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Therapy for Secondary Lymphedema



ACQUISITION PROGRAM: Office of the Principal Assistant for Acquisition

OBJECTIVE: Develop an innovative, curative treatment for secondary lymphedema that will restore the function of the lymphatic vessel system.

DESCRIPTION: Secondary lymphedema is a condition in which blockage or damage to the lymphatic drainage system leads to the retention and build-up of lymphatic fluid in the surrounding tissue.  The most common cause of lymphedema in the United States is the surgical removal of part of the lymphatic system in cancer patients, most significantly in breast cancer patients. Chemotherapy and radiation therapy in breast cancer patients can also damage the function of lymph nodes, leading to lymphedema. There are approximately 2.4 million breast cancer survivors in the United States, and each year, about 240,000 women are diagnosed with breast cancer. A recent prospective study found that 42% of breast cancer survivors developed secondary lymphedema within 5 years of their treatment.

Other causes of secondary lymphedema include trauma from burns, surgery, and physical injuries, as well as parasitic infection.  Filariasis, a parasitic insect-transmitted infection that is prevalent in tropical regions, is the most common cause of secondary lymphedema internationally. Lymphedema in filariasis infection can progress to a debilitating condition known as elephantiasis.  

There is no cure for lymphedema. Quality of life for individuals with lymphedema is diminished. Although lymphedema may be temporary in some cases, chronic lymphedema is an irreversible, debilitating, and lifelong condition that can cause pain and discomfort, disfigurement, skin damage, limb impairments, fibrosis, and recurring risk of infection in the affected tissue. Current treatment options are limited to palliative treatments, including compression sleeves, massage, skin care, bandage wrapping, and exercise.

Recent studies have shown that lymphangiogenesis, or the generation of new lymphatic vessels, can be stimulated by growth factors, such as vascular endothelial growth factor-C (VEGF-C) and angiopoietin-2. Studies combining VEGF-C with other biologics, such as adipose-derived stem cells and autologous lymph nodes, have also demonstrated enhanced lymphangiogenesis compared to VEGF-C alone. The delivery systems tested in these preliminary studies, which were done in animal models, have included novel gel-based systems. Indeed, injectable hydrogel-based systems for drug delivery are a state-of-the-art biomaterials technology, underscoring the potential for developing novel therapies to treat secondary lymphedema.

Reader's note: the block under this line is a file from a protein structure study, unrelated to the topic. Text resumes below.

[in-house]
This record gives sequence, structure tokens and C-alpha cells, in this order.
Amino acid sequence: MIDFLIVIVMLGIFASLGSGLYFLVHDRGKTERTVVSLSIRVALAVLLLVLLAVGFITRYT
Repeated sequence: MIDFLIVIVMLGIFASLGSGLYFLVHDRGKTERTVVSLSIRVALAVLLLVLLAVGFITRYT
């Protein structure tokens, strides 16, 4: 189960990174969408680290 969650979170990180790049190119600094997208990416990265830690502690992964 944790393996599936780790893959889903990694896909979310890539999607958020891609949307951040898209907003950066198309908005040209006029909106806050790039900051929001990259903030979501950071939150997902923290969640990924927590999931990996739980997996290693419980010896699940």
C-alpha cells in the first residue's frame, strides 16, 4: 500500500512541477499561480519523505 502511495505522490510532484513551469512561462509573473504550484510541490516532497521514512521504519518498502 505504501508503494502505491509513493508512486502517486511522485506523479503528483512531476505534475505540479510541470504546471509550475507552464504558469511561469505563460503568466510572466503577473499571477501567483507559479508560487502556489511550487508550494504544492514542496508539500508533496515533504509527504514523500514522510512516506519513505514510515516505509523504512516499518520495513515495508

This topic is seeking to develop and test an innovative curative strategy that will stimulate lymphangiogenesis, resulting in functional lymphatic vessels and restoring lymphatic fluid drainage. An example of a therapeutic strategy would include a combination of molecules or components delivered via an injectable gel, matrix, or other vector that has already demonstrated safety and tolerability in vivo. Administration of the therapeutic will be localized to the affected tissue and will be minimally invasive.

PHASE I: Phase I work will conceptualize the strategy, design the therapeutic system, and test its feasibility. Data obtained in Phase I will provide proof-of-concept that the therapeutic strategy can stimulate lymphangiogenesis using appropriate in vitro cell and tissue culture systems. Assays to test the lymphangiogenic properties of the therapeutic may include lymphatic endothelial cell proliferation, migration, and tube formation and branching. Parameters including optimal concentrations, biological activity, and toxicity will be defined. Appropriate controls will be used. During Phase I, the delivery system will be developed for localized administration in vivo.

PHASE II: Based on Phase I results, Phase II work will demonstrate, optimize and validate the therapeutic strategy in animal models of secondary lymphedema. The FDA approval pathway should be outlined and considered at each developmental stage. Parameters including optimal concentrations, biological activity, and toxicity will be defined. Effectiveness will be determined through histological and/or physiological evidence of lymphangiogenesis and lymphatic flow. Validation of curative success will include the regression or resolution of lymphedema symptoms. During Phase II, clinical experts with insight into relevant patient populations should be consulted during system optimization.

PHASE III: A successful Phase II project will result in a minimally invasive therapeutic modality that restores lymphatic function in secondary lymphedema. During Phase III, additional experiments will be performed as necessary to prepare for FDA review of an IND application. A plan for protection of intellectual property should be created and executed.  A detailed market analysis will be conducted, an initial clinical application for the therapeutic will be selected, and a Phase I clinical trial will be initiated. Military application: The therapeutic will be available to service women and men who suffer from lymphedema caused by: treatments for breast or other cancers; burn or other combat- or service-related traumas; and/or infection with filariasis as a result of their deployment in tropical regions. Commercial application: Health professionals worldwide could utilize this therapeutic to treat cancer, trauma, and filariasis patients who suffer from secondary lymphedema.

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